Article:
model.header = xml.content.header.text(); 
			var sections:XMLList = xml.content.sections.section; 
			
			for each (var section:XML in sections) 
			{
				var sectionVO:SectionVO = new SectionVO(section.@id,
														section.label.toString(),
														section.content.toString());				
				
				model.sectionsList.push(sectionVO);
				model.sectionsHash[sectionVO.id] = sectionVO;
			}			
			
			model.defaultSection = model.sectionsList[0].id;
			
			dispatch(new SystemEvent(SystemEvent.INIT_VIEW, false));					
		}
	}
}

Update 1 line in the ApplicationContext from this:

 
injector.mapClass(ISiteDataService, SiteDataService);

to this:

 
injector.mapClass(ISiteDataService, LoaderMaxDataService);

There’s no need to update the LoadDataCommand to use LoaderMaxDataService, instead of SiteDataService. hubflanger & Robotlegs’ (ISiteDataService) use of polymorphism allows this to continue working unaltered:

package com.hubflanger.robotlegsdemo.controller
{
	import com.hubflanger.robotlegsdemo.service.ISiteDataService;
	
	import org.robotlegs.mvcs.Command;
	
	/**
	 * Responds to the <code>ContextEvent.STARTUP_COMPLETE</code> framework event.
	 */	
	public class LoadDataCommand extends Command
	{
		/**
		 * Creates an instance of SiteDataService via dependency injection.
		 */		
		[Inject]
		public var siteDataService:ISiteDataService;
		
		/**
		 * Calls the loadData() method of the SiteDataService instance.
		 */		
		override public function execute():void
		{
			siteDataService.loadData();
		}
	}
}

Note to self: “@protocol” in Objective-C is like an implementable “interface” in AS3.0 or Java

Here’s a quick example. Perhaps, before trying to decipher the grey code boxes, scroll down a bit to this section:

  • The protocol specification is quite simple. it is basically @protocol ProtocolName (methods you must implement) @end.
  • To conform to a protocol, you put the protocols you’re conforming to in <>’s, and comma separate them. Example: @interface SomeClass <Protocol1, Protocol2, Protocol3>

Some examples of the State design pattern

If you’ve ever been sick of writing convoluted if/else statements, this design pattern is a good thing to look into.

One thing it enables you to do in Actionscript — have the same button behave differently, depending on what State the application is in. For example, check out your average Flash video player, like this YouTube video from Crossfit Chesapeake / Wilkes Weightlifting:
http://crossfitchesapeake.com/2009/09/13/wod-mon-91309.aspx

In it’s embedded form, the video has a giant PLAY button with a hit area that covers the width & height of the video. In this example, this button could have three states:

  • State 1:
    If the video is dormant (hasn’t been played since the page loaded), clicking the button plays the video. The play icon graphic is displayed in the dormant State disappears once the button is clicked.
  • State 2:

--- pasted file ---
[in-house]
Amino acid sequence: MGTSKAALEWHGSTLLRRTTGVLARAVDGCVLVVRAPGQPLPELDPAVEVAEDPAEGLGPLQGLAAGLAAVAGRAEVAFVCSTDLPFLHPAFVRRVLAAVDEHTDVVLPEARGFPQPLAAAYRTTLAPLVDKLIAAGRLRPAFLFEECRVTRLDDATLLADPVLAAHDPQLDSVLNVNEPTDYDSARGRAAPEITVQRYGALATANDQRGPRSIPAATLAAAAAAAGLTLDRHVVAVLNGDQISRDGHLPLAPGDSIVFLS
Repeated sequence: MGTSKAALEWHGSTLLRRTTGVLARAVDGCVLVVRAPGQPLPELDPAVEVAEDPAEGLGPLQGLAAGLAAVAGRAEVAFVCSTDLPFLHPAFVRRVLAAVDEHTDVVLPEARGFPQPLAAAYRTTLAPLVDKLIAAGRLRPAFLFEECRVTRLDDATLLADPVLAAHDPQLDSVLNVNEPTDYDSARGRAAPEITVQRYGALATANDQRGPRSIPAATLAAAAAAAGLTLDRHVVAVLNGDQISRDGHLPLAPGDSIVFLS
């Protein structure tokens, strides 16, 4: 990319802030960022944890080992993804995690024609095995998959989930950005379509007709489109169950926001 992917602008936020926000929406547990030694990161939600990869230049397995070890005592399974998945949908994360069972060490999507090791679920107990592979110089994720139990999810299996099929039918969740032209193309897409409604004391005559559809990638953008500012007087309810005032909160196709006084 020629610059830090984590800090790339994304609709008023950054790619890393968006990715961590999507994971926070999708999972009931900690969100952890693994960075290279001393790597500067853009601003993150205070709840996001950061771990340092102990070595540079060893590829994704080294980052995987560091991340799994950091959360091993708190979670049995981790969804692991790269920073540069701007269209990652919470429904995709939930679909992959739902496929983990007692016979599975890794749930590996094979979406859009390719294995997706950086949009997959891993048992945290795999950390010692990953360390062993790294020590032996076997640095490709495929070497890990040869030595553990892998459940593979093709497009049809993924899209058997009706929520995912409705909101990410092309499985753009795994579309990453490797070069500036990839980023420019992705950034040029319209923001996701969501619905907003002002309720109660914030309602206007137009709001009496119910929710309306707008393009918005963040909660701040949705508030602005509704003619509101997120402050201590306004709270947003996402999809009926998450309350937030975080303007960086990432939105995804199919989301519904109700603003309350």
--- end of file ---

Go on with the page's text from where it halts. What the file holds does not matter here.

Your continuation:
If the video is already playing, i.e. the application is in a different State, the same button behaves differently. At this time the play button click handler takes you to the YouTube.com page that originally hosts this video and pauses the embedded video.
  • State 3:
    If you go back to the embedded version of the video which has been paused by the play button’s click handler method (the new window with opened with youtube.com, etc) and click the video (not the navbar at the bottom), the smae “click handler” function from the above functionality resumes video play.

And of course, when the same “click handler” method behaves differently based on the State of the application, it’s an example of polymorphism, one of the 4 main elements of OOP. Here’s a decent definition:

Polymorphism allows two objects to be treated identically, using the same methods, even though the objects implement these methods in quite different ways. It is this concept of “same appearance, different behavior” that gets the 0 word, polymorphism.

There’s another State pattern example in the AS3 port of an open source physics library called Box2DFlashAS3.

The Main.as file, in this case the first file that gets the application going, has a listener that calls a function called update(). Among other things, this function
a) continuously checks for an id variable (altered by the user pressing a keyboard key) and
b) sets a variable of type Test to one of the subclasses of Test, like TestRagdoll (the default example when you run the SWF).

The state machine code is essentially this part of Main.as:

/* ...	*/
switch(m_currId){
	// Ragdoll
	case 0:
		m_currTest = new TestRagdoll();
		break;
	// Compound Shapes
	case 1:
		m_currTest = new TestCompound();
		break;
	// Crank/Gears/Pulley
	case 2:
		m_currTest = new TestCrankGearsPulley();
		break;
	// Bridge
	case 3:
		m_currTest = new TestBridge();
		break;
	// Stack
	case 4:
		m_currTest = new TestStack();
		break;
	// CCD
	case 5:
		m_currTest = new TestCCD();
		break;
	// Theo Jansen
	case 6:
		m_currTest = new TestTheoJansen();
		break;
		
	/* ...	*/
}
/* ...	*/